Film feeds hungrily on literary texts: novels, short stories, biographies, memoirs, newspaper columns and articles — and comic books. In the way that cannibals eat the brains of their enemies to make themselves stronger, film does the same, seemingly oddly reluctant to trust original, invented narratives; seemingly uneasy about allowing its art form the freedom of its own unique integrity. Consequently film borrows the majority of its narratives from elsewhere — narratives that have already proved themselves in various ways. As a rough calculation I would estimate that three quarters of the films made in any given year are adapted from another literary source.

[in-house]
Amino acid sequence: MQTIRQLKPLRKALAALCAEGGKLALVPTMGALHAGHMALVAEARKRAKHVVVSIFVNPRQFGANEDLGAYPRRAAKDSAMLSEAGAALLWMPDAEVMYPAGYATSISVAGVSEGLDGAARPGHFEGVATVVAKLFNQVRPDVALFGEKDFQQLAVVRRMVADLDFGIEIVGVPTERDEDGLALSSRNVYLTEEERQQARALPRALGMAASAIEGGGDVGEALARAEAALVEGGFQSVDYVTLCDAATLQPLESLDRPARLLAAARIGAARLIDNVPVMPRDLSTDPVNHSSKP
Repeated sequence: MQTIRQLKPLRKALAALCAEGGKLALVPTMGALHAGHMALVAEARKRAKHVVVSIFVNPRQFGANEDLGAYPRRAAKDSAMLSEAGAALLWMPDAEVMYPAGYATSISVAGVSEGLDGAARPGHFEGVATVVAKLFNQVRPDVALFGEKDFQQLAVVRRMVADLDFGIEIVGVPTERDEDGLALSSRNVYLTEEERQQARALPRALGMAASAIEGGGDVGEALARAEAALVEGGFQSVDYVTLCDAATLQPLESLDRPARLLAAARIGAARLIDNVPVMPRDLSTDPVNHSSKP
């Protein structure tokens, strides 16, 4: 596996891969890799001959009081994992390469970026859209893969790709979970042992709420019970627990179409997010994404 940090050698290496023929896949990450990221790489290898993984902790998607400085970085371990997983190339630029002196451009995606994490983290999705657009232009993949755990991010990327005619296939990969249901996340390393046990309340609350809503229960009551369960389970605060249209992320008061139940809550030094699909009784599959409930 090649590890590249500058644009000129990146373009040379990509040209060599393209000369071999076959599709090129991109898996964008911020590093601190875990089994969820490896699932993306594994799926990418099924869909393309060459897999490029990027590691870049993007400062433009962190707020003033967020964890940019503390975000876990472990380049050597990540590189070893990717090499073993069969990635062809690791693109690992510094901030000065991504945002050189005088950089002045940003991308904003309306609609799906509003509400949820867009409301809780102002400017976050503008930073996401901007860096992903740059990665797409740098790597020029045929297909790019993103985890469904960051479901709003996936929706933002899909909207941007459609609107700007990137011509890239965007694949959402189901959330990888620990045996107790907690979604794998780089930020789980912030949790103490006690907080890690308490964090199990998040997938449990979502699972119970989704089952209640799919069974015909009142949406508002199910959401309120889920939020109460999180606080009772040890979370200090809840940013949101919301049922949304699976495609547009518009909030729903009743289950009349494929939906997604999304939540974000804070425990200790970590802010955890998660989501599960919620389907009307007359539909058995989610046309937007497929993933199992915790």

My own experience is typical. Of the 20 produced films, short films and television series based on my screenplays, 14 are adaptations. I have adapted novels by Evelyn Waugh (Scoop, the Sword of Honour trilogy), Mario Vargas Llosa (Aunt Julia and the Scriptwriter) and Joyce Cary (Mister Johnson). Not to mention adapting the lives of Charlie Chaplin and William Shakespeare and five of my own novels and three short stories. Adaptation is far and away the dominant form — original screenplays are inevitably the poor cousin, it appears.